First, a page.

If you’re a teacher or higher ed administrator, you have probably tried to reach students online at some point. It’s not easy and that’s because students are smart and a bit paranoid. They can smell an adult, marketer, or school official from a mile away. Never fear, EduDemic is here to help.
Imagine for a moment that you are in a high school classroom with30 students. How many of them do you think use social media on a regular basis?
If you said 24, you’d be right. According to a new report by myYearbook and Ketchum, 80% of all US teens use social media on a regular basis (at least monthly). As we wrote earlier today, students are truly enamored and clamoring for technology and social media. What are they doing on these sites? According to the new report (and some common sense), they’re sharing photos and posting relatively personal information but not looking to engage with third parties. In other words, teens are online but don’t want to be bothered by your school, company, or marketing ploy.
So how does a school or teacher gain some traction online? Simple: by reaching out to the influencers. Who are they? The influencers are the opinion makers of the group you’re targeting. They may be the founder of the particular group (i.e. the person who started the facebook page) or someone with the most friends or followers.
The most influential users care a lot about what their friends say and are not wild about marketers. In other words, don’t use marketing speak. (Don’t only talk about yourself or your product / school. Actually respond to teens and don’t always be peddling your wares.) For example, if you’re a higher ed administrator don’t start the same link with only slightly varied text on a facebook page. It won’t gain any traction. Instead, try commenting on other’s posts and just be yourself. Gaining awareness is the crucial first step to reaching students.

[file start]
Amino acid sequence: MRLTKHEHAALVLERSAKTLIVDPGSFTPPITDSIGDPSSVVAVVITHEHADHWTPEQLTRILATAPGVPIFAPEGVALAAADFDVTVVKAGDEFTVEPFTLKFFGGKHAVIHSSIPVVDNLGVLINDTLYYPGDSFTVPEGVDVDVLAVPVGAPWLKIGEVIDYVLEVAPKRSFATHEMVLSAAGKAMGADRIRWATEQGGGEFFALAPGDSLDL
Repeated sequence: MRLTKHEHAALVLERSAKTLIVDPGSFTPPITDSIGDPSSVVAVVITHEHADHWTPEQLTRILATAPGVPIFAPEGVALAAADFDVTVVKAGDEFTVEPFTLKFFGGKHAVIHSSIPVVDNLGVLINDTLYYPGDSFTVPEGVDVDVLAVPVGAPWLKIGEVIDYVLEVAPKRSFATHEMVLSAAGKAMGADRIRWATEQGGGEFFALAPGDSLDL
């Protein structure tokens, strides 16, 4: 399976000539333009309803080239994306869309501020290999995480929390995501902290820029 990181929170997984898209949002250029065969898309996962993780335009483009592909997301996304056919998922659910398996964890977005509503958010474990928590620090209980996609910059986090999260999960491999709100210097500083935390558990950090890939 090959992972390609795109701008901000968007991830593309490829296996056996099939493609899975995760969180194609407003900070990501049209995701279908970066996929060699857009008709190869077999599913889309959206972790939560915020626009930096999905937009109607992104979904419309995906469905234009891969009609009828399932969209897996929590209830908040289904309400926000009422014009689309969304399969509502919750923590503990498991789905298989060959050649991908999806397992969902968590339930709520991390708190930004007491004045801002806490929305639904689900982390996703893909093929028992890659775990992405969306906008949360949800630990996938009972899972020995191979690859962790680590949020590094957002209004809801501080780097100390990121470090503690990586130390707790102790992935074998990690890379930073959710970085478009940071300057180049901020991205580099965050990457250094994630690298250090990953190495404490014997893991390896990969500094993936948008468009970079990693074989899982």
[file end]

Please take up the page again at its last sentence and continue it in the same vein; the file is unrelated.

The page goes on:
Why should you not use marketing speak? Just 5% trusted what they heard from ads most, and another 5% trusted information from companies.
We’re not advocating for you to be sneaky or duplicitious. Simply be straightforward but not too stuffy. Students in the survey also expect teachers, schools, and brands to act differently from their friends. Overall, while influencers most liked to share content that was funny, they preferred these types of brands to be more straightforward. Regardless, they Still, they “also appreciate when a brand can be edgy, funny or shocking—as long as it is done well,” according to Ketchum.
“Brands hoping to keep up should find unique ways to participate in the things teenagers already care about versus competing with what’s already capturing their attention,” said Adrianna Giuliani, vice president of creative and strategic planning at Ketchum, in a statement.
Reaching teen influencers will mean taking advantage of earned-media opportunities and word-of-mouth that comes from highly trusted friends. Influencers are more likely than other teens to recommend a variety of products to their friends.
The top 15% of teen social network users are 70% more likely to share purchase decision information with their friends.